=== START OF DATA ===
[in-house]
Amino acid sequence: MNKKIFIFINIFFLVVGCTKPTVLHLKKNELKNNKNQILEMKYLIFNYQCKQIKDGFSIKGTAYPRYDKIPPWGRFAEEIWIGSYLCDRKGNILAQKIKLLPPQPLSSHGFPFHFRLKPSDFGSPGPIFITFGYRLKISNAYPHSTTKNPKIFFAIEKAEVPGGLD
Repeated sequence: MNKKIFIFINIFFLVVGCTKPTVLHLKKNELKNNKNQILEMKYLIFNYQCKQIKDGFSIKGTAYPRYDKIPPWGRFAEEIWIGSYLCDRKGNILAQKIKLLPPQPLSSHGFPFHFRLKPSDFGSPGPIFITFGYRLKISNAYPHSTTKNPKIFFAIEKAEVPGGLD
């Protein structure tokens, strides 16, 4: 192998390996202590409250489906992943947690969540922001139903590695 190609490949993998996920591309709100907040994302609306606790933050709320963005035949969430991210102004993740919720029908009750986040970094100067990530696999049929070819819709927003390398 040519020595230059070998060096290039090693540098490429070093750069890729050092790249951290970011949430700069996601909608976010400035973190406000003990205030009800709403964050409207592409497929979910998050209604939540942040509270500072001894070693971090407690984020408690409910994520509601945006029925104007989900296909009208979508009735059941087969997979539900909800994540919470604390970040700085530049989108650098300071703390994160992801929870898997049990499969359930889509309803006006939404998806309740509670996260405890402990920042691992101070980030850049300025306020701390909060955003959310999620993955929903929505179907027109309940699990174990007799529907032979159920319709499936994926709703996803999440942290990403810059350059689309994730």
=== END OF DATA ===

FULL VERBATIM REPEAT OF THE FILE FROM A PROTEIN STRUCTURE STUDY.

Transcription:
[in-house]
Amino acid sequence: MNKKIFIFINIFFLVVGCTKPTVLHLKKNELKNNKNQILEMKYLIFNYQCKQIKDGFSIKGTAYPRYDKIPPWGRFAEEIWIGSYLCDRKGNILAQKIKLLPPQPLSSHGFPFHFRLKPSDFGSPGPIFITFGYRLKISNAYPHSTTKNPKIFFAIEKAEVPGGLD
Repeated sequence: MNKKIFIFINIFFLVVGCTKPTVLHLKKNELKNNKNQILEMKYLIFNYQCKQIKDGFSIKGTAYPRYDKIPPWGRFAEEIWIGSYLCDRKGNILAQKIKLLPPQPLSSHGFPFHFRLKPSDFGSPGPIFITFGYRLKISNAYPHSTTKNPKIFFAIEKAEVPGGLD
């Protein structure tokens, strides 16, 4: 192998390996202590409250489906992943947690969540922001139903590695 190609490949993998996920591309709100907040994302609306606790933050709320963005035949969430991210102004993740919720029908009750986040970094100067990530696999049929070819819709927003390398 040519020595230059070998060096290039090693540098490429070093750069890729050092790249951290970011949430700069996601909608976010400035973190406000003990205030009800709403964050409207592409497929979910998050209604939540942040509270500072001894070693971090407690984020408690409910994520509601945006029925104007989900296909009208979508009735059941087969997979539900909800994540919470604390970040700085530049989108650098300071703390994160992801929870898997049990499969359930889509309803006006939404998806309740509670996260405890402990920042691992101070980030850049300025306020701390909060955003959310999620993955929903929505179907027109309940699990174990007799529907032979159920319709499936994926709703996803999440942290990403810059350059689309994730």